Integrating subject matter across disciplines; and

Teaching students to learn as well as to test successfully.

...Ensuring Success for All Students

All young adolescents should have the opportunity to succeed in every aspect of the middle-grade program, regardless of previous achievement or the pace at which they learn.

This report calls for every middle-grade student to complete the core instructional program successfully. Ensuring success for all students should be adopted by transformed middle-grade schools as an attainable goal, not a slogan. Middle-grade schools must increase their success rates dramatically. Schools must encourage students who fall short of success to try again and again, and schools must try again and again, using every means available, to see that all students succeed.

Completion of the core instructional program, however, should not be the only criterion of a successful middle-grade experience. Middle-grade schools must strive to offer each student opportunities to exhibit excellence and to gain the confidence and personal satisfaction of becoming expert or very good at something. For many young people, mastering the core academic program will provide these opportunities. For others, opportunities to exhibit excellence may lie outside the core program in exploratory courses or athletics, or outside the schoolhouse through youth service or other community-based activities.

To ensure that all students learn, the educational program must be shaped to fit the needs of students by:

Grouping students for learning;

Scheduling classroom periods to maximize learning; and

Expanding the structure of opportunity for learning.

...Empowering Teachers and Administrators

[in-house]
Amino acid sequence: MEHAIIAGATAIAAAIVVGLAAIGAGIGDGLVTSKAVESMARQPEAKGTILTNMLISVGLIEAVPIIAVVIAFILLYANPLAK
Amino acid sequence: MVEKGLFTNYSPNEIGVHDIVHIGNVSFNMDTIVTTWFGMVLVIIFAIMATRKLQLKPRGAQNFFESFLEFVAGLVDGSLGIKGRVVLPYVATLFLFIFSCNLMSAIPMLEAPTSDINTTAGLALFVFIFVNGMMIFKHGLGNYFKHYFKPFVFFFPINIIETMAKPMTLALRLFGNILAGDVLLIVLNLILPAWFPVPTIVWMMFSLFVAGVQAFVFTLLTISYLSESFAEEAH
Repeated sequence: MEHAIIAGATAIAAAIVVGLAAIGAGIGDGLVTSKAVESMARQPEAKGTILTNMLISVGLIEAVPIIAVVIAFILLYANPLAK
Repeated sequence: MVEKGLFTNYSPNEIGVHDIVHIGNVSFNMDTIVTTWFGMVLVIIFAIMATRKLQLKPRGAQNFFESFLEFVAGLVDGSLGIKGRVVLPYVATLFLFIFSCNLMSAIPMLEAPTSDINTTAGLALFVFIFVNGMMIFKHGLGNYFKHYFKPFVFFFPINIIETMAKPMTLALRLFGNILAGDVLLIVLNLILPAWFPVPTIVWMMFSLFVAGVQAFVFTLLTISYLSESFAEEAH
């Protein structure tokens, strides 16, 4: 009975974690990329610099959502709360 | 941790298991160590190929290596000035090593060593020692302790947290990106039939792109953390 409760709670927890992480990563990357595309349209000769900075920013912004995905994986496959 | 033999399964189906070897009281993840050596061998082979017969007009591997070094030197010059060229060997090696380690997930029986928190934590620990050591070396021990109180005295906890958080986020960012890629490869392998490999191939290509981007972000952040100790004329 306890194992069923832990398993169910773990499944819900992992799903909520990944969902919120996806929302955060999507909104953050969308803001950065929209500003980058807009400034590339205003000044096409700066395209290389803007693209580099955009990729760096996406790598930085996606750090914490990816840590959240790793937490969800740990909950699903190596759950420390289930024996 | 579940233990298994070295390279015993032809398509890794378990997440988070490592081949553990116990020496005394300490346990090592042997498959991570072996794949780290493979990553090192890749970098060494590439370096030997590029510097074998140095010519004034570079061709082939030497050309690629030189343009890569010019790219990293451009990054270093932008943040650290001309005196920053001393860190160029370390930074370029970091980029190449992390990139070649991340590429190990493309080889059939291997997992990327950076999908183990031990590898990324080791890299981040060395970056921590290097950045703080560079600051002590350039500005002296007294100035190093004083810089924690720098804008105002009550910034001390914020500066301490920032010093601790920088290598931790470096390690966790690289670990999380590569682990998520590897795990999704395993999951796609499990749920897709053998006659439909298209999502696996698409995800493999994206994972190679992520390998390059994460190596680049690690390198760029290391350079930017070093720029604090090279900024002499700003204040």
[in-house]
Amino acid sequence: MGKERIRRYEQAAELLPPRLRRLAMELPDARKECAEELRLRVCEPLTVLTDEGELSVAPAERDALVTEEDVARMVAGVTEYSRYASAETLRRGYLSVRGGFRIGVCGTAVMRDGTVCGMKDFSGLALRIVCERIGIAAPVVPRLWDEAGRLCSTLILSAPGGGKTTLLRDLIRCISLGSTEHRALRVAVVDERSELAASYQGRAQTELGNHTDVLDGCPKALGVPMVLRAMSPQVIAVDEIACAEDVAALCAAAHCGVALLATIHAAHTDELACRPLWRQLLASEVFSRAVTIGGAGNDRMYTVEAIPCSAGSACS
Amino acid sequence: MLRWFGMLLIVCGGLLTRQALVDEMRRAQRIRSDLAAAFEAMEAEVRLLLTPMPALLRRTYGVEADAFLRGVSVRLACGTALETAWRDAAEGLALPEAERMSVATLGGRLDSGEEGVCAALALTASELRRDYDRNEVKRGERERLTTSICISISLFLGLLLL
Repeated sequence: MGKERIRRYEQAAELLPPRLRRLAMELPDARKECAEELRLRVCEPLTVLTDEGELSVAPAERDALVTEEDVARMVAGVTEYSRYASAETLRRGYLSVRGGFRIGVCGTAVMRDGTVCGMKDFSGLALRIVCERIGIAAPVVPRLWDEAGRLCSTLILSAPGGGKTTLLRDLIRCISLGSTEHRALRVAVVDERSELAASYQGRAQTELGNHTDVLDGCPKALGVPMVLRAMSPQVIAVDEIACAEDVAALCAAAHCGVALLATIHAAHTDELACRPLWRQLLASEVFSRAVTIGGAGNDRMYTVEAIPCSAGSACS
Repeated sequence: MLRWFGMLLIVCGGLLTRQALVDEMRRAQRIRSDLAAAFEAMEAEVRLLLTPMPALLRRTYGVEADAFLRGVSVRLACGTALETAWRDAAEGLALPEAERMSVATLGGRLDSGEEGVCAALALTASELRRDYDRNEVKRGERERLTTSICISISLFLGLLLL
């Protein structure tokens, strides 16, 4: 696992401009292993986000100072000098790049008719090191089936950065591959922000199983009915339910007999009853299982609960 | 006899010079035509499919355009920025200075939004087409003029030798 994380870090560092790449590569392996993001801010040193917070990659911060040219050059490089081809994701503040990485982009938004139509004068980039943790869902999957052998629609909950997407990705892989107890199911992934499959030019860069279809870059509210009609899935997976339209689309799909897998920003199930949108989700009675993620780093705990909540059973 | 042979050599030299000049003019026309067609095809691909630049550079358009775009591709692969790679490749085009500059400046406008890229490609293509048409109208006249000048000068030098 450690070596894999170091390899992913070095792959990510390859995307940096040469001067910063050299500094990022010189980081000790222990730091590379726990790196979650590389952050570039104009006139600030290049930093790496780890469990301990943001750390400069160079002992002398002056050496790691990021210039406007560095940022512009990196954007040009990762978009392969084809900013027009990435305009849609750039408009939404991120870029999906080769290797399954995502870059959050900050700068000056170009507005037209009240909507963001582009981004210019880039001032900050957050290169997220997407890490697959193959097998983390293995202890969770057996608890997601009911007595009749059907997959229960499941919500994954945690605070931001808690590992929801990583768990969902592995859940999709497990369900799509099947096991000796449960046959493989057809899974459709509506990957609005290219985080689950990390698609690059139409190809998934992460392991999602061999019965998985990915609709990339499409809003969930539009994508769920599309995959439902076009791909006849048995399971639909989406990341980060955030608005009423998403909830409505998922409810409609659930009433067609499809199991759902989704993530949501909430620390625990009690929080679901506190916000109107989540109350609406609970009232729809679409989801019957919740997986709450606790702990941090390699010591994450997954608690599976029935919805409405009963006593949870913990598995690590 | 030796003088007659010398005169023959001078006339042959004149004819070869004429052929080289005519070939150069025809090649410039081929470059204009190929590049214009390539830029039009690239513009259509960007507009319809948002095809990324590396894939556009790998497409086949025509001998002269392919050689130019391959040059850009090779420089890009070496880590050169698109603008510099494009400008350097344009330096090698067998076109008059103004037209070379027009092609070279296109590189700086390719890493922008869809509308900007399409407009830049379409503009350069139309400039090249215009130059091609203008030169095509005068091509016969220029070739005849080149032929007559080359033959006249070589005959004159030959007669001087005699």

Decisions concerning the experiences of middle-grade students should be made by adults who know them best.

Deeply ingrained in our society is the belief that individuals can be trusted to make decisions for themselves and for the common good. This belief is the bedrock of the democratic political system. Increasingly it is being adapted in business and industry as a means of involving employees in decisions about their work. ...

Democratization may be entering the American workplace, but it has not yet penetrated American public education. Teachers and administrators in middle-grade schools today are, as in all levels of American elementary and secondary education, severely limited in their ability to make key decisions regarding their own professional practice.

Teachers must have greater authority to make decisions, and responsibility for the consequences of those decisions, regarding the day-to-day educational experiences of their students.

Dramatically improved outcomes for young adolescents require individualized, responsive, and creative approaches to teaching that will occur only when teachers are able to use their intimate knowledge of students to design instructional programs.